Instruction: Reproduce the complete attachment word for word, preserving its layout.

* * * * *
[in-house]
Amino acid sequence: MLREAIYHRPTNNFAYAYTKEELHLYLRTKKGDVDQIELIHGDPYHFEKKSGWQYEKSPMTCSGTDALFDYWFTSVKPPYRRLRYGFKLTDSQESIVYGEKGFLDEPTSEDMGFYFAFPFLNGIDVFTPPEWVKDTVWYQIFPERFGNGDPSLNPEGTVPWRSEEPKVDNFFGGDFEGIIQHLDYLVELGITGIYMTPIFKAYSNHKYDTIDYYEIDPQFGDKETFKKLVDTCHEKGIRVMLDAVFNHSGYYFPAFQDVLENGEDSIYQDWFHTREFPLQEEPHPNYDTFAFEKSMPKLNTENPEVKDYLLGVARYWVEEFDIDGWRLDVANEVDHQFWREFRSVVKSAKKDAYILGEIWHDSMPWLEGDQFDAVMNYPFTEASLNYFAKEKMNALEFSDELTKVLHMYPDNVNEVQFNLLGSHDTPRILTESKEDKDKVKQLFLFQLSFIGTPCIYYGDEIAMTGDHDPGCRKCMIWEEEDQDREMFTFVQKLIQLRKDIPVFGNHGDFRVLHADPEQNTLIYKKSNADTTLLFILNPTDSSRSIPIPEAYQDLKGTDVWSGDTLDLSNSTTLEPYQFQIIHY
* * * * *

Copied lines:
[in-house]
Amino acid sequence: MLREAIYHRPTNNFAYAYTKEELHLYLRTKKGDVDQIELIHGDPYHFEKKSGWQYEKSPMTCSGTDALFDYWFTSVKPPYRRLRYGFKLTDSQESIVYGEKGFLDEPTSEDMGFYFAFPFLNGIDVFTPPEWVKDTVWYQIFPERFGNGDPSLNPEGTVPWRSEEPKVDNFFGGDFEGIIQHLDYLVELGITGIYMTPIFKAYSNHKYDTIDYYEIDPQFGDKETFKKLVDTCHEKGIRVMLDAVFNHSGYYFPAFQDVLENGEDSIYQDWFHTREFPLQEEPHPNYDTFAFEKSMPKLNTENPEVKDYLLGVARYWVEEFDIDGWRLDVANEVDHQFWREFRSVVKSAKKDAYILGEIWHDSMPWLEGDQFDAVMNYPFTEASLNYFAKEKMNALEFSDELTKVLHMYPDNVNEVQFNLLGSHDTPRILTESKEDKDKVKQLFLFQLSFIGTPCIYYGDEIAMTGDHDPGCRKCMIWEEEDQDREMFTFVQKLIQLRKDIPVFGNHGDFRVLHADPEQNTLIYKKSNADTTLLFILNPTDSSRSIPIPEAYQDLKGTDVWSGDTLDLSNSTTLEPYQFQIIHY